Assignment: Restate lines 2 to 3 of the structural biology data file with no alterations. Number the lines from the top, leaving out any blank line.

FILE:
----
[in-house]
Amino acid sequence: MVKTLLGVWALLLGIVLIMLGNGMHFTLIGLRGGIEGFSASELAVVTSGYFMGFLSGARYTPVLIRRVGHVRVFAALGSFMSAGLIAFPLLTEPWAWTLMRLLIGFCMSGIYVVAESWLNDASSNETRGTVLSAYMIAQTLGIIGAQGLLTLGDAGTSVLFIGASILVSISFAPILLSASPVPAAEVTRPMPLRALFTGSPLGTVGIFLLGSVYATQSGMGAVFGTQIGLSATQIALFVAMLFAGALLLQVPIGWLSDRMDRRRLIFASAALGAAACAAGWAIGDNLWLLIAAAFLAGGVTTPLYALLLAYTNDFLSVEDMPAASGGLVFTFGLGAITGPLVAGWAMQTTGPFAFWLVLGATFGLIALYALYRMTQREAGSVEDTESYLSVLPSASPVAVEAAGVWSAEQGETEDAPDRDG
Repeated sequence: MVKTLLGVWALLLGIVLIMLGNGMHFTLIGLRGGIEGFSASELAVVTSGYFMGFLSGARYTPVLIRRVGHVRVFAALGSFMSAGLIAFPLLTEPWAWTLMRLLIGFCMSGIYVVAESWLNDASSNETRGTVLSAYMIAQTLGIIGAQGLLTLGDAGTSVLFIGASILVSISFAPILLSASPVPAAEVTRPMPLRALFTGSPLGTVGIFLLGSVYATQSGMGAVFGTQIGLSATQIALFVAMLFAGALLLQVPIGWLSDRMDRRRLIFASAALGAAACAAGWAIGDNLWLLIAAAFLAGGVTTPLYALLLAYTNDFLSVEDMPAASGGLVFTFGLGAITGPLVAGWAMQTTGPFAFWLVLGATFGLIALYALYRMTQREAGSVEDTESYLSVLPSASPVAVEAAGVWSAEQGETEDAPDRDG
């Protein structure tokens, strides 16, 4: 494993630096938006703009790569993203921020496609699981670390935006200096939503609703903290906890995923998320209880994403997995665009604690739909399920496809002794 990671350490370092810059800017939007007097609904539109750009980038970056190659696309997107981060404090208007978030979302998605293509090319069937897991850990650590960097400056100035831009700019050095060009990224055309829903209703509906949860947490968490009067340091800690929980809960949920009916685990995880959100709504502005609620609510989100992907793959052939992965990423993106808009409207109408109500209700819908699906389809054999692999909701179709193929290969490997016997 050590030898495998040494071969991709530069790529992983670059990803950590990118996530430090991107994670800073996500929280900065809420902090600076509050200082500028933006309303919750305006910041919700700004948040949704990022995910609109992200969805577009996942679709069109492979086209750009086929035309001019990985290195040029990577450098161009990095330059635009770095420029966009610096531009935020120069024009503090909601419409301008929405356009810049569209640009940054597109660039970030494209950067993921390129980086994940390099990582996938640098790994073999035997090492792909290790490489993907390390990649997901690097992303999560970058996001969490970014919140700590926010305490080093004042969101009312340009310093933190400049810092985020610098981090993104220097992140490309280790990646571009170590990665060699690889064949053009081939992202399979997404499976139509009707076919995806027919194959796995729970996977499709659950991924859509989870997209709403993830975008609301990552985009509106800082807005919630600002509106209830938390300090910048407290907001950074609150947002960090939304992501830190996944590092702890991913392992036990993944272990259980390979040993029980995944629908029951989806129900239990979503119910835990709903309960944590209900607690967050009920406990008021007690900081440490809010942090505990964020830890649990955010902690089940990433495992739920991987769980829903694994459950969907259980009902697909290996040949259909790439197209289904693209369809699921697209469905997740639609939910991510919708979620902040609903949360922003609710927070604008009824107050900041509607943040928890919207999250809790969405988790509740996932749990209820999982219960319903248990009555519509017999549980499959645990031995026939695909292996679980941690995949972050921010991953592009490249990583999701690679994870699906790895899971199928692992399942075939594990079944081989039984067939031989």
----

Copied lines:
Amino acid sequence: MVKTLLGVWALLLGIVLIMLGNGMHFTLIGLRGGIEGFSASELAVVTSGYFMGFLSGARYTPVLIRRVGHVRVFAALGSFMSAGLIAFPLLTEPWAWTLMRLLIGFCMSGIYVVAESWLNDASSNETRGTVLSAYMIAQTLGIIGAQGLLTLGDAGTSVLFIGASILVSISFAPILLSASPVPAAEVTRPMPLRALFTGSPLGTVGIFLLGSVYATQSGMGAVFGTQIGLSATQIALFVAMLFAGALLLQVPIGWLSDRMDRRRLIFASAALGAAACAAGWAIGDNLWLLIAAAFLAGGVTTPLYALLLAYTNDFLSVEDMPAASGGLVFTFGLGAITGPLVAGWAMQTTGPFAFWLVLGATFGLIALYALYRMTQREAGSVEDTESYLSVLPSASPVAVEAAGVWSAEQGETEDAPDRDG
Repeated sequence: MVKTLLGVWALLLGIVLIMLGNGMHFTLIGLRGGIEGFSASELAVVTSGYFMGFLSGARYTPVLIRRVGHVRVFAALGSFMSAGLIAFPLLTEPWAWTLMRLLIGFCMSGIYVVAESWLNDASSNETRGTVLSAYMIAQTLGIIGAQGLLTLGDAGTSVLFIGASILVSISFAPILLSASPVPAAEVTRPMPLRALFTGSPLGTVGIFLLGSVYATQSGMGAVFGTQIGLSATQIALFVAMLFAGALLLQVPIGWLSDRMDRRRLIFASAALGAAACAAGWAIGDNLWLLIAAAFLAGGVTTPLYALLLAYTNDFLSVEDMPAASGGLVFTFGLGAITGPLVAGWAMQTTGPFAFWLVLGATFGLIALYALYRMTQREAGSVEDTESYLSVLPSASPVAVEAAGVWSAEQGETEDAPDRDG